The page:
February 28, 2008
From: James McMahon
I thought you might like this photo of Nembrotha chamberlaini feeding on Ascidians. The photo was taken at the Verde Island wall, near Puerto Gallera, Philippines in July 2007.
Locality: Verde Island, Puerto Gallera, 15 m, Philippines, Pacific Ocean, 17 July 2007, Coral Wall. Photographer: James McMahon.
firstname.lastname@example.orgMcMahon, J.A., 2008 (Feb 28) Nembrotha chamberlaini feeding on Ascidians (Phillipines). [Message in] Sea Slug Forum. Australian Museum, Sydney. Available from http://www.seaslugforum.net/find/21210
Thanks for this. It seems to be the same ascidian as in Paul Osmond's lower photo [message #19221]. We dont know enough about these ascidian feeders to know just how specific they are, but from records on the Forum this species seems to eat this species and the opaque blue species of Rhopalaea.
April 18, 2007
From: Mike Krampf
Here is another picture of a Nembrotha chamberlaini feeding on an ascidian.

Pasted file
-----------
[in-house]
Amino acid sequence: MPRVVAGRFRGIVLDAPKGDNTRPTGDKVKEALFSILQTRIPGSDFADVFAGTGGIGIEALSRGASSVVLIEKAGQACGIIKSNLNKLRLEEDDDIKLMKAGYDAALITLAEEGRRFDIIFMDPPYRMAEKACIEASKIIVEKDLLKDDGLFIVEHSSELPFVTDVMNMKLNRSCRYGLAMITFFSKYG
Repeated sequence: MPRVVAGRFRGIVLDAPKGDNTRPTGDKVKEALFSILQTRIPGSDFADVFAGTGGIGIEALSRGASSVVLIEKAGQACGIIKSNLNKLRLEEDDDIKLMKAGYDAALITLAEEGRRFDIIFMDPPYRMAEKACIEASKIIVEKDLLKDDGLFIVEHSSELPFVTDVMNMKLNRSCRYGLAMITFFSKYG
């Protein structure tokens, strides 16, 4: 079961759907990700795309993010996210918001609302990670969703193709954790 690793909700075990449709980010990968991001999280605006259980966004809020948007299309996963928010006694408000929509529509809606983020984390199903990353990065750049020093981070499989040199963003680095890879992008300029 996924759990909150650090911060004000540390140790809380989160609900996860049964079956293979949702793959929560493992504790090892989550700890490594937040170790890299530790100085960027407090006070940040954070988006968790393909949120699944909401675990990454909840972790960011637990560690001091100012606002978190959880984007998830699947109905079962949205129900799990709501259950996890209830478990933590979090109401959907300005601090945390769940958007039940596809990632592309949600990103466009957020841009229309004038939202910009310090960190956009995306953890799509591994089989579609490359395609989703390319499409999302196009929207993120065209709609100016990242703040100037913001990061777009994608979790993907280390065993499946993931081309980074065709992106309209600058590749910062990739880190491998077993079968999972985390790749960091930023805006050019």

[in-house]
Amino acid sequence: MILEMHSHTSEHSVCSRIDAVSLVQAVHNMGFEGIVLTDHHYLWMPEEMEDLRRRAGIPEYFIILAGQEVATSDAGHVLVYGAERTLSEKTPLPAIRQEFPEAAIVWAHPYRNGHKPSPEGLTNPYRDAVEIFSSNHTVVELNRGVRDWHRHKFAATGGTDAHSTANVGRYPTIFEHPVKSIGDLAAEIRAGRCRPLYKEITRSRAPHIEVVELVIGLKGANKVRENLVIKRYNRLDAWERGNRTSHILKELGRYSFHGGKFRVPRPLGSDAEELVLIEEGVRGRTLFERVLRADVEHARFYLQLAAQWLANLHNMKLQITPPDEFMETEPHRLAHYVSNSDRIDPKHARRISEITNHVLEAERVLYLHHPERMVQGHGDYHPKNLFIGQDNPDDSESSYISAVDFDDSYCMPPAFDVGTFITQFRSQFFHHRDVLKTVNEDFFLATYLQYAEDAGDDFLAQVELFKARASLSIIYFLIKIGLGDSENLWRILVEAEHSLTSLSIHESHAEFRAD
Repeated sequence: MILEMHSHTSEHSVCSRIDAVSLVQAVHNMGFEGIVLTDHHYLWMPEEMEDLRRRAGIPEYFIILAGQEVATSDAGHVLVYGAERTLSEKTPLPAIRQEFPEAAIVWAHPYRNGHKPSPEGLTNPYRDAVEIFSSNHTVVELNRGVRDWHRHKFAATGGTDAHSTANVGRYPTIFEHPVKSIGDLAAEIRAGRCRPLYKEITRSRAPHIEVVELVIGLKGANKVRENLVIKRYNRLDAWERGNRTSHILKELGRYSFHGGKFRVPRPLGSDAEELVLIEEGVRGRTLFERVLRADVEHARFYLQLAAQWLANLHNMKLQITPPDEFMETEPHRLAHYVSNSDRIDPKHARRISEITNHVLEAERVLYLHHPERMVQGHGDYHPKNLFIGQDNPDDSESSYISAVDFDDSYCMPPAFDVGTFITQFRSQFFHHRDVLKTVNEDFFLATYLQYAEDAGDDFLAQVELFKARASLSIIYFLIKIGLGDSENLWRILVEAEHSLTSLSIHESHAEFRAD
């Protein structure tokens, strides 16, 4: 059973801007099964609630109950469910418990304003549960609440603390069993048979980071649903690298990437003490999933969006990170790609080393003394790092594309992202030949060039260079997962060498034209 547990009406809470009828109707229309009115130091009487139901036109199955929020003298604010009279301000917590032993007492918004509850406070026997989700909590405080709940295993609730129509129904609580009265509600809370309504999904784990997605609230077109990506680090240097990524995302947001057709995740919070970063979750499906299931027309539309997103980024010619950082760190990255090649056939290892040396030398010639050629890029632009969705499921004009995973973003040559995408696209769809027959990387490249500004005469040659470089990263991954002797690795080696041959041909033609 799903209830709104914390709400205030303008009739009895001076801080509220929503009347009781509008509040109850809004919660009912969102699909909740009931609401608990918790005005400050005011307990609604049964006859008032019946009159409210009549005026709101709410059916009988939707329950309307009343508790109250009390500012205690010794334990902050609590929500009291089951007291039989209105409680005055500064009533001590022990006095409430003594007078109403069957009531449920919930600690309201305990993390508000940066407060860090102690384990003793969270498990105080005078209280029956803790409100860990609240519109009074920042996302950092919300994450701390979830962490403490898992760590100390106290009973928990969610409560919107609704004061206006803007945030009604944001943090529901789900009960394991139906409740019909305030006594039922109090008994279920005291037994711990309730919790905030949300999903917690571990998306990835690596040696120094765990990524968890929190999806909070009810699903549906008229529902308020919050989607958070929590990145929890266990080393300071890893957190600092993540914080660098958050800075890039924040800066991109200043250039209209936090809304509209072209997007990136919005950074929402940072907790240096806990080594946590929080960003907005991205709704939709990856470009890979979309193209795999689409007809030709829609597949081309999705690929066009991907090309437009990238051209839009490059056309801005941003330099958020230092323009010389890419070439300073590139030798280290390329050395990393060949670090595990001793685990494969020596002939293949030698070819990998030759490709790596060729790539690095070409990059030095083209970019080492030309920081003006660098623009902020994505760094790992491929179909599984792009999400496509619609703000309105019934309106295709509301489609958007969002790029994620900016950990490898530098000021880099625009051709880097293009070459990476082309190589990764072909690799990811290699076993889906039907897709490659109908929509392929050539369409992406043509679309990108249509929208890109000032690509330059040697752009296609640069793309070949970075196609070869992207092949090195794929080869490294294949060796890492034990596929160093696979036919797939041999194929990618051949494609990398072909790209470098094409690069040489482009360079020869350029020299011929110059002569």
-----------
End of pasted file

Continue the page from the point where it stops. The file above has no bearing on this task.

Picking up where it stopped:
Locality: Dive Site - Monkey Beach, 50 ft, Puerto Galera, Philippines, South China Sea, 21 Feb 2007, Reef. Length: 4 cm. Photographer: Mike Krampf.
email@example.comKrampf, M., 2007 (Apr 18) Nembrotha chamberlaini feeding. [Message in] Sea Slug Forum. Australian Museum, Sydney. Available from http://www.seaslugforum.net/find/19563
This reminds me of Paul Osmond's photos [#19221]. It's good to get multiple records of such observations because it helps us to work out just how specific these animals are to a particular species or genus of ascidian.
January 19, 2007
From: Paul Osmond
Thought you might enjoy this set of images of Nembrotha chamberlaini feeding on an ascidian Rhopalaea sp. It was taken on a trip to Anilao, The Philippines during August of 2006. I see you have a similar imagealready on the forum of this nudibranch associating with this ascidian.